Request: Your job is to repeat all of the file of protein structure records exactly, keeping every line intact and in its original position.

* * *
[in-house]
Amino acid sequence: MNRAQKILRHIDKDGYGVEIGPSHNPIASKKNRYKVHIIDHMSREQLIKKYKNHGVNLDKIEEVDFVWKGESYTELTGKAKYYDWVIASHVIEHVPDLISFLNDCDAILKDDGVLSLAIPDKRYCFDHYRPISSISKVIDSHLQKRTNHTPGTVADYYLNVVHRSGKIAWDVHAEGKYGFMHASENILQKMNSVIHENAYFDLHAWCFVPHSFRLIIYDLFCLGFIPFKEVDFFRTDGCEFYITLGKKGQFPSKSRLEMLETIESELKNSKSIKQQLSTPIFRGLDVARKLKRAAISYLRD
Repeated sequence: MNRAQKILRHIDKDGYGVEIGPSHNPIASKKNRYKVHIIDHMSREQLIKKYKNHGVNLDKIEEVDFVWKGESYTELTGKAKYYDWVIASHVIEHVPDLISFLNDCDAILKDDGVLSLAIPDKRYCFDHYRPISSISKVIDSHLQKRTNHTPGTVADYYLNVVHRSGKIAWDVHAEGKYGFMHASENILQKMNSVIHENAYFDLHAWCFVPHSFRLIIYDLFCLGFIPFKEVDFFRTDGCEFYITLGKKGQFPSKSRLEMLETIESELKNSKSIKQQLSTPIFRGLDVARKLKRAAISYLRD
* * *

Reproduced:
[in-house]
Amino acid sequence: MNRAQKILRHIDKDGYGVEIGPSHNPIASKKNRYKVHIIDHMSREQLIKKYKNHGVNLDKIEEVDFVWKGESYTELTGKAKYYDWVIASHVIEHVPDLISFLNDCDAILKDDGVLSLAIPDKRYCFDHYRPISSISKVIDSHLQKRTNHTPGTVADYYLNVVHRSGKIAWDVHAEGKYGFMHASENILQKMNSVIHENAYFDLHAWCFVPHSFRLIIYDLFCLGFIPFKEVDFFRTDGCEFYITLGKKGQFPSKSRLEMLETIESELKNSKSIKQQLSTPIFRGLDVARKLKRAAISYLRD
Repeated sequence: MNRAQKILRHIDKDGYGVEIGPSHNPIASKKNRYKVHIIDHMSREQLIKKYKNHGVNLDKIEEVDFVWKGESYTELTGKAKYYDWVIASHVIEHVPDLISFLNDCDAILKDDGVLSLAIPDKRYCFDHYRPISSISKVIDSHLQKRTNHTPGTVADYYLNVVHRSGKIAWDVHAEGKYGFMHASENILQKMNSVIHENAYFDLHAWCFVPHSFRLIIYDLFCLGFIPFKEVDFFRTDGCEFYITLGKKGQFPSKSRLEMLETIESELKNSKSIKQQLSTPIFRGLDVARKLKRAAISYLRD